The 1969 Topps set had 664 cards, but since there were two distinct versions of the C Clay Dalrymple and 1B Donn Clendenon cards (not just printing errors), the actual set size is 666. (Those 2 players have been counted twice in this exercise.)
For the first time in many years, the set did not include any team cards. There are 25 manager cards (2 for the Senators), 52 rookie stars cards (none for the Senators), 20 all-star cards, 12 league leaders, 8 World Series cards, 4 multi-player cards, and 7 checklists. There are also 538 cards of individual players.
Here is the position breakdown of the 538 player cards:
219 cards for "Pitcher"
52 cards for "Catcher"
24 cards for "1st Base"
27 cards for "2nd Base"
25 cards for "Shortstop"
24 cards for "3rd Base"
17 cards for "Infield"
106 cards for "Outfield"
That's a total of 494 cards. The remaining 44 cards featured players at more than 1 position. Below is a sample of each position:
Frank Howard is 1 of 4 players at OF-1B (with Tito Francona, Jim Beauchamp, and Art Shamsky).
1968 post, I lamented Topps' decision to portray Gary Sutherland as INF-OF, instead of the more accurate SS-OF. In the 1969 set, that combination appears, but only for these 2 cards.
Longtime Tigers' center fielder Mickey Stanley played shortstop in the 1968 World Series, and for the first part of the 1969 season, until he returned to center field when the Tigers acquired.... Tom Tresh!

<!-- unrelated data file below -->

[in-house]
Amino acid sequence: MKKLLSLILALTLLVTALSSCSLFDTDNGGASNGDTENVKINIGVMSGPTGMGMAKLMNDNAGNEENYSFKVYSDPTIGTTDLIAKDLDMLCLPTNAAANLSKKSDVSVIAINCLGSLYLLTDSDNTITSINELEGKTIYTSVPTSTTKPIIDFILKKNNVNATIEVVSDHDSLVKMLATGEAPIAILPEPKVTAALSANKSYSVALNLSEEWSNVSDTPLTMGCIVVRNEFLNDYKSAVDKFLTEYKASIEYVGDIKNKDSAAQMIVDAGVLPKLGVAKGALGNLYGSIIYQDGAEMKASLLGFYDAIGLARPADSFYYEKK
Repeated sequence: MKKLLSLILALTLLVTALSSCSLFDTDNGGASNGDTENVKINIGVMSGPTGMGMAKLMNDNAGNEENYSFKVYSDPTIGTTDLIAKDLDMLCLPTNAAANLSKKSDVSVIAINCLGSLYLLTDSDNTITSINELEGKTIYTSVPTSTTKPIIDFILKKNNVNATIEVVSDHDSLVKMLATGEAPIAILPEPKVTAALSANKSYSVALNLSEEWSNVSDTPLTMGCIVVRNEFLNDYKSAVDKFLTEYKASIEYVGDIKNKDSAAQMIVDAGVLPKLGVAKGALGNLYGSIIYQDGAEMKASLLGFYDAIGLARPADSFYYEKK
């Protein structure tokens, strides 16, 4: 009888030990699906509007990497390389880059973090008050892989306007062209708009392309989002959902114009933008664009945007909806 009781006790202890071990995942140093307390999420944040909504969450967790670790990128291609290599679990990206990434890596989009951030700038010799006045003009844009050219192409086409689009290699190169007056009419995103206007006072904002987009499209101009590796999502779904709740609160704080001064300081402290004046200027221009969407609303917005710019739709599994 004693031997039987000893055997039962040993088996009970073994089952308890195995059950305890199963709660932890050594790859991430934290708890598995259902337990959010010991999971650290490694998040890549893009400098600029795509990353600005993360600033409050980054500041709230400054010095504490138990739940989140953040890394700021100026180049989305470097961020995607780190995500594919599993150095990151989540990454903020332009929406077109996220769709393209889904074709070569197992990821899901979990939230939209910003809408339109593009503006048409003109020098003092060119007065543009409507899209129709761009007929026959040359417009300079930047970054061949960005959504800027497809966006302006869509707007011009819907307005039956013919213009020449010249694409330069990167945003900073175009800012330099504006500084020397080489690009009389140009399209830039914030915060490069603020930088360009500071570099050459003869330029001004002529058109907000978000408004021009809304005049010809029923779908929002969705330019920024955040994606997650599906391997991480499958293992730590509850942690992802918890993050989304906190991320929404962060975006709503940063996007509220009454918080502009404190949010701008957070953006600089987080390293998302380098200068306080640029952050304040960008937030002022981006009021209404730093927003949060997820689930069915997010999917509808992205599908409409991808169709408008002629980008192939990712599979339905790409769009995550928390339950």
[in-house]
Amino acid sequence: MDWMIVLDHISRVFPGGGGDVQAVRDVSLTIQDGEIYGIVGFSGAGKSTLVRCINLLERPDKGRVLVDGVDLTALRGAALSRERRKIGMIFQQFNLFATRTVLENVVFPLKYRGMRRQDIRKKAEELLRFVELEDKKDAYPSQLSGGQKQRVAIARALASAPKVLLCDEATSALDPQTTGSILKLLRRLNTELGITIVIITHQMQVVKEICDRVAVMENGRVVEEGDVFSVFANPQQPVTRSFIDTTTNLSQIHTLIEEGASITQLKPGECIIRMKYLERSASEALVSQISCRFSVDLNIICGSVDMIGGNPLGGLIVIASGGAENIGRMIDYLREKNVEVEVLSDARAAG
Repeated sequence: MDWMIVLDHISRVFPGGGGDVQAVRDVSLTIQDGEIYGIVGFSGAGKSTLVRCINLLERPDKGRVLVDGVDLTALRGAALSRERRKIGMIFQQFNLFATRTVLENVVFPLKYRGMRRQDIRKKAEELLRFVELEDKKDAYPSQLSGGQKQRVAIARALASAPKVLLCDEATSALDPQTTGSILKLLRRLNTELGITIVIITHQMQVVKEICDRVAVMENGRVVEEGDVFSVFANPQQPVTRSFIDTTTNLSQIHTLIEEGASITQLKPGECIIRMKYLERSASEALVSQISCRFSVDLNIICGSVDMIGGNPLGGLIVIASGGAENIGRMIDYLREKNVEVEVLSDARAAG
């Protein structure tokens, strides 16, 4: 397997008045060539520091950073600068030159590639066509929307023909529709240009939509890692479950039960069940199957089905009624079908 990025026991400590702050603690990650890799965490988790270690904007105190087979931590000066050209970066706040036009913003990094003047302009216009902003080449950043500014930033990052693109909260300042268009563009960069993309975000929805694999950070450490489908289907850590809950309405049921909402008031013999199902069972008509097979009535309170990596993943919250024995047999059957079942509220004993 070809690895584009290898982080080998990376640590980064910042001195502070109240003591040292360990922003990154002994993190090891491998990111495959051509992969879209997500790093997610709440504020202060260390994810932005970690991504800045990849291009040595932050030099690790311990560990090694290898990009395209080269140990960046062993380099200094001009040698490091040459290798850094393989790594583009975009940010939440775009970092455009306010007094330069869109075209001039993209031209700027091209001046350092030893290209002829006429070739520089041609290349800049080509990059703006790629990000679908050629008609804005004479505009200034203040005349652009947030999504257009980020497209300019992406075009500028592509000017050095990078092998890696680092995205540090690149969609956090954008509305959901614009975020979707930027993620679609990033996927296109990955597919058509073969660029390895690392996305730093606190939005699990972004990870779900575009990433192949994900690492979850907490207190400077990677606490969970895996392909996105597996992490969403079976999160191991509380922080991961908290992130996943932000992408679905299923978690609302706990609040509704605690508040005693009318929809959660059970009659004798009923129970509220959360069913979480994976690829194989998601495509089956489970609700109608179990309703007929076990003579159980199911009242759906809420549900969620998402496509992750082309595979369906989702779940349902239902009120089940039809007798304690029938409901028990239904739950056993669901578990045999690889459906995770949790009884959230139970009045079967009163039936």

A few weeks ago I realized there was no Rookie Stars card for the Senators. During my research for this post, I discovered that there are only 6 pitchers for the Expos and 7 for the Padres and Athletics. (Most teams have 9 to 11 pitchers.) Also, there is only 1 catcher for the Braves, Padres, and Red Sox, and only 3 outfielders for the Cardinals.
Another oddity is that aside from 1st baseman Wes Parker, the Dodgers had no other infielders with just one position on their card.
When looking at total cards per team, the Phillies and Padres only had 19 cards (2nd year in a row that the Phillies had the least number of cards!), and the Red Sox only had 20, while most teams had 23 to 25 cards.
The post for the 1966 and 1970 sets will follow soon, but since I am missing several dozen cards from each set, I will need to use something else for reference, like this.